Decaling Decals don’t adhere well to bare plastic nor to flat paint, so always apply them to a model painted with a glossy finish. If you’re applying a decal over a model finished flat, first spray a little gloss coat on the spot to be decaled first. Setting solution makes the job easier and better. It’s applied to the spot before decaling and over the applied decal. The decals will “snuggle” down, as modelers like to say, and conform to irregular surfaces. When the decals are dry, apply a clear gloss or a clear flat coat to seal them to the model and to create an even sheen.

Bright decals add zest to plain paint schemes. Darren McTee of Wichita Falls, Texas, built this colorful Hasegawa 1/72 scale U.S. Navy F-4B. Paul Boyer photo.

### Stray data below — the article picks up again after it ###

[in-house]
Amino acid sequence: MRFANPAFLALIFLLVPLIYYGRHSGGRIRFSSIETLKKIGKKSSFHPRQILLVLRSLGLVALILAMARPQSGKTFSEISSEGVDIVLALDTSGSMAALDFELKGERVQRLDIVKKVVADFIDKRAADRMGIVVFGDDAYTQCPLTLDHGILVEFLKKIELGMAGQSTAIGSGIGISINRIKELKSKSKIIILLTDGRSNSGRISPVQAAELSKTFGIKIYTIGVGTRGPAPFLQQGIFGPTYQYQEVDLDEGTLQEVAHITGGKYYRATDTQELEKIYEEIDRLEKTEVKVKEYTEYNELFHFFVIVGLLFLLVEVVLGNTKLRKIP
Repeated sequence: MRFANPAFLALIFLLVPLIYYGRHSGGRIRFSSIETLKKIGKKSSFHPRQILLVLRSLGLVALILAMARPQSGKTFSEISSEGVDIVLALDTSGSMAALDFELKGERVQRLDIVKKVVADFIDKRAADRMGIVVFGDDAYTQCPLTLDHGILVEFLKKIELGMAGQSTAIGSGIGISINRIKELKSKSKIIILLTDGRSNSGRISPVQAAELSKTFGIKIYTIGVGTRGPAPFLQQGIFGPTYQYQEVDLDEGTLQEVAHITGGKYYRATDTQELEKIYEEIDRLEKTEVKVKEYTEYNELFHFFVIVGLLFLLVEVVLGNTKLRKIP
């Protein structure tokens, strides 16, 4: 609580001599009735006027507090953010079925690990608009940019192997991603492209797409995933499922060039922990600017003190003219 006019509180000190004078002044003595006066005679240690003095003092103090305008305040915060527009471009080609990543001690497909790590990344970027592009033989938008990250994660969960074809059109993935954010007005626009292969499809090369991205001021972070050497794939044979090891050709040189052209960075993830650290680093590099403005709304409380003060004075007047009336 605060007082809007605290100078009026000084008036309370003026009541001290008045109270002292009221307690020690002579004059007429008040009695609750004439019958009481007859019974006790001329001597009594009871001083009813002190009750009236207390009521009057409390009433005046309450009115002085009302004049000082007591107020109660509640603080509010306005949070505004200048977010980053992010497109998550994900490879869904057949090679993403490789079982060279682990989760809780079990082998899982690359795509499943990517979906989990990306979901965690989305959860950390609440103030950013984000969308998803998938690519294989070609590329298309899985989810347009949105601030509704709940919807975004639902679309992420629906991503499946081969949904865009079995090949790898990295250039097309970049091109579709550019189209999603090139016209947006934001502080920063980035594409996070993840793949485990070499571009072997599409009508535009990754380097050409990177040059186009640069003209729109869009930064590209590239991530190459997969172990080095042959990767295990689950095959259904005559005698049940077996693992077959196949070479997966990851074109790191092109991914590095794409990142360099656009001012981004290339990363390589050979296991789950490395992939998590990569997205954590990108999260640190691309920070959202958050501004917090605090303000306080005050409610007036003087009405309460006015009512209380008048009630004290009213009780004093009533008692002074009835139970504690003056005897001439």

This Hobbycraft 1/48 scale P-36A was built straight from the box by Mark Hembree of Oconomowoc, Wisconsin. Jim Forbes photo.


Now Get Started!
Your hunger to re-create machines of the past, present, and future has gotten the best of you – you’re ready to model! Turn to the experts at FineScale Modeler and Scale Auto Enthusiast magazines to help sharpen your skills. Basics of Scale Automotive Modeling Book no. 12192 • $15.95

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Canadian/foreign $48.00, in U.S. funds, GST included.

More interested in model cars? Build a scale replica of your dream car with Scale Auto Enthusiast! Find out how to create real-looking scale autos with easy-to-follow painting, detailing, and finishing techniques.

Scale Auto Enthusiast U.S. $21.95; 8 issues/year
Canadian/foreign $40.00, in U.S. funds, GST included.

Plus, uncover modeling secrets and advice with other how-to guides and books from America’s leading hobby publisher.

Building and Displaying Scale Model Aircraft with Paul Boyer Book no. 12151 • $12.95